Lucy Merritt is a ballet dancer at a successful avant garde dance company.  She also poses for a fairly successful artist.  Her sex life isn’t what she wants it to be and she gains fulfillment for emotional intimacy from her dancing partner, who, unfortunately for her is gay.  Lucy is seeking something but she isn’t aware of what it is until Matthew Norris enters her life.  He tells her that he wants to own her body and nothing more.  He doesn’t want a relationship; doesn’t want to date her but he wants to possess her being.  Matthew believes that he can fulfill something Lucy is seeking.  He’s watched her dance. He’s seen her paintings.

Lucy rejects Matthew at first, but her quest for more feeling in her life, more awareness, leads her to begin a sexual relationship with Matthew.  Only, from the very beginning it seems apparent that Lucy is an emotional creature, one that will not be able to separate sex from emotion.  Matthew doesn’t see this or refuses to see it.  It was the first sign of Matthew’s blindness or myopathy, an unfortunate subtext which I didn’t think was intentional.  The idea that we are supposed to buy into is that Matthew is insightful, intuitive.  His understanding of Lucy’s emotional and physical need for pain and dominance seemed to contradict his blindness toward other areas in Lucy’s heart.

The two make a deal that they will always be truthful to each other and that Lucy’s safeword will be Mercy.  But Lucy, because she is a submissive and wants to always please Matthew, never uses her word, even in places that the reader might be crying out for her to say Mercy.

If there is one thing that I took away from this book it is that a dom who is messed up in the head can really be dangerous, both emotionally and physically.  I tried to view this book from a fantasy point of view because once I started to translate the subtext into reality, Matthew seems like a sadistic tormenter whose own emotional problems are being mixed up with his desire or need for sexual domination.  There is a scene late in the book where Matthew places Lucy in a position that is quite degrading.  This is not a scene written to titillate, but Matthew’s reasoning for why he kept pushing Lucy, why he wasn’t more protective of her, didn’t wash for me.  Instead of trying to explore Lucy’s emotional psyche, to seek out the truth as Matthew is always saying is the most important reason for living, he pushes her harder.  He recognizes she is holding back and thus his activities become increasingly more extreme and even dangerous, as he pushes her toward confession, I guess.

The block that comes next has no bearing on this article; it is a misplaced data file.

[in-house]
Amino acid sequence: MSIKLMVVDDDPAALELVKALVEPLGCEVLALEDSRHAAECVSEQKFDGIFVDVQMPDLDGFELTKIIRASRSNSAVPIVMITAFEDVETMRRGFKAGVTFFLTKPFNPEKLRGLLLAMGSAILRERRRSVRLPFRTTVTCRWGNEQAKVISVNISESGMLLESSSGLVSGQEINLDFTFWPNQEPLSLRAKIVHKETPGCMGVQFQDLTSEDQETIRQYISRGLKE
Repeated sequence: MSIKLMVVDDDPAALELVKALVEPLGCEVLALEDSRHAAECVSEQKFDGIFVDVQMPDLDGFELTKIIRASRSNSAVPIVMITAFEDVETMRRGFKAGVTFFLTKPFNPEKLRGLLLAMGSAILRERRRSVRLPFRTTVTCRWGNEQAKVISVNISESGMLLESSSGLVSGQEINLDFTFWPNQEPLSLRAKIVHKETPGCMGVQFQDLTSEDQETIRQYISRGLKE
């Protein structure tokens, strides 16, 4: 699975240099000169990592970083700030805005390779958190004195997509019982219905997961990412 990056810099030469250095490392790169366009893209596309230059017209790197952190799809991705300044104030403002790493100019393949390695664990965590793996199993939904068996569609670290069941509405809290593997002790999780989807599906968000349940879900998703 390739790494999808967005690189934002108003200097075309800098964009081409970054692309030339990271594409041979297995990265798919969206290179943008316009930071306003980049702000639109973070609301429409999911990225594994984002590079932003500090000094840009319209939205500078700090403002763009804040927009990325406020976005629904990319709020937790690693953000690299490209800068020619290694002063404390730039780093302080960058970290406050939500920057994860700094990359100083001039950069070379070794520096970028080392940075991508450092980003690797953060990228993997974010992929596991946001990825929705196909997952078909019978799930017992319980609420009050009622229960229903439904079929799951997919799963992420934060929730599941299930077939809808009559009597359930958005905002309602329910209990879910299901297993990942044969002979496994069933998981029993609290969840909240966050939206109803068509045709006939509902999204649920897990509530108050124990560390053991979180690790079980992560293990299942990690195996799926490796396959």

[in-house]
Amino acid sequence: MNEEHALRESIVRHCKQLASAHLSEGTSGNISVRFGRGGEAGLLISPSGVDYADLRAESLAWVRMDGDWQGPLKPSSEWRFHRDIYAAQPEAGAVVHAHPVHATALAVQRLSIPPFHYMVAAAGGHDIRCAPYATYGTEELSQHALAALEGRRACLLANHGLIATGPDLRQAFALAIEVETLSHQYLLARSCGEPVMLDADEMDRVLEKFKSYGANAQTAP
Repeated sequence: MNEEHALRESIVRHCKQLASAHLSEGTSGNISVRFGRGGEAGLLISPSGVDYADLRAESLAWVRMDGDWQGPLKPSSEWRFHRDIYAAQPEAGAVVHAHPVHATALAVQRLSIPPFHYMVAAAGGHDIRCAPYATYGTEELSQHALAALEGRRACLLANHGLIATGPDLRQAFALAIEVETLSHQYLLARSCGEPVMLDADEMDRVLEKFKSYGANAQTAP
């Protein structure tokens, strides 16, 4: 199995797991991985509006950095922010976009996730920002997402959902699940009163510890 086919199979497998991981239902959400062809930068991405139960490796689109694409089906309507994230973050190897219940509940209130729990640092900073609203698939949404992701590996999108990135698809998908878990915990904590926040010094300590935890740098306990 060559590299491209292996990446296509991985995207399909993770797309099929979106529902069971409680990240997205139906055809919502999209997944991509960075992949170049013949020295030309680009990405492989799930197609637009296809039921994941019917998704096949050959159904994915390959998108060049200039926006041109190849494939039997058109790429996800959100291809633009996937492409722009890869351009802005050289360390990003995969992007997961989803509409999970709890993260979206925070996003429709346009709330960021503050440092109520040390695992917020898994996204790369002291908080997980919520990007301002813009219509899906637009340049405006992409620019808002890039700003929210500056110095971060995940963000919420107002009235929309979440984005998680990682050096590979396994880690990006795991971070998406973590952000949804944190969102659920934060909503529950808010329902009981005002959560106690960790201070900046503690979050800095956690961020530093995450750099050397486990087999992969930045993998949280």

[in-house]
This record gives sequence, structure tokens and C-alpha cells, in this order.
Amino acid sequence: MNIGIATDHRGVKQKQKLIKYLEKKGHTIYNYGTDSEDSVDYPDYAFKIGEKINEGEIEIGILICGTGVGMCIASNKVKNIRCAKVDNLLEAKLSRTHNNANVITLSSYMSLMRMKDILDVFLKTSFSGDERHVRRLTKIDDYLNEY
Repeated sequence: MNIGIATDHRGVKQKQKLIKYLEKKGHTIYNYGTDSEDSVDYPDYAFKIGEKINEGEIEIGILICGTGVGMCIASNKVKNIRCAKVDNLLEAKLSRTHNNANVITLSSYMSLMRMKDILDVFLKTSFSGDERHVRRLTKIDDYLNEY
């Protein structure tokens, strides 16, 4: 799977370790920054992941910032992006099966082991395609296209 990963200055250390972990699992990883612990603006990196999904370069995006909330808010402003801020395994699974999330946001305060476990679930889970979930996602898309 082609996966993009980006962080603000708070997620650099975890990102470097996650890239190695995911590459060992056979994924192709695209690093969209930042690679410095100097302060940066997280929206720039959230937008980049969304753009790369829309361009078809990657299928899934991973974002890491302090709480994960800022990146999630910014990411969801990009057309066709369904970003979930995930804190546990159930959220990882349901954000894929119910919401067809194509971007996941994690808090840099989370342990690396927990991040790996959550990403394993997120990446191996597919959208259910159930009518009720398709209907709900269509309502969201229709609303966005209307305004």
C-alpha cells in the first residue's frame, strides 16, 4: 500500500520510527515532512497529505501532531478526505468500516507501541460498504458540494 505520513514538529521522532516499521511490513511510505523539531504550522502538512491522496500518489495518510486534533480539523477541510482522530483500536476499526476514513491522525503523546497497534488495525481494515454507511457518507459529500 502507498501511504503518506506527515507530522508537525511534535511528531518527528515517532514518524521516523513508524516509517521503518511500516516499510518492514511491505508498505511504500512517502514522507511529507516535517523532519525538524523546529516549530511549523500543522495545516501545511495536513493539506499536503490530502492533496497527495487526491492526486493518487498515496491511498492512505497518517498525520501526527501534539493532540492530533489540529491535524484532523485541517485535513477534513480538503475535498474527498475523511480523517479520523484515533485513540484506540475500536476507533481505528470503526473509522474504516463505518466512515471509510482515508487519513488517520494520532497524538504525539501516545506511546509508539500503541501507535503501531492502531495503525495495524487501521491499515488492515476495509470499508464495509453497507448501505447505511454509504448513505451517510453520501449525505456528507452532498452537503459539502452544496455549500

[spoiler]At one point, he has his driver beat her until she starts to bleed and then the driver fucks her up the ass. Then he apologizes later saying that he had promised he would never draw blood. This isn’t the turning point though. Instead, he brings her to another event where she meets a true “Slave” and her two masters. This part really bothered me. During the scene, which isn’t really written to titillate, they misuse her terribly and want to piss and defecate in her mouth because that is what they do to the Slave.

He explains to her later that the Slave is topping the men from the bottom because she is a pain slut and nothing that they do to her can bring true pain and that the two masters will seek her out because she is a true submissive and all her emotions are true and honest but that she must never go to them.  He was also mad at her for not using the safe word during her time in the group dungeon.  It’s her fault, you see, that they so sorely mistreated her.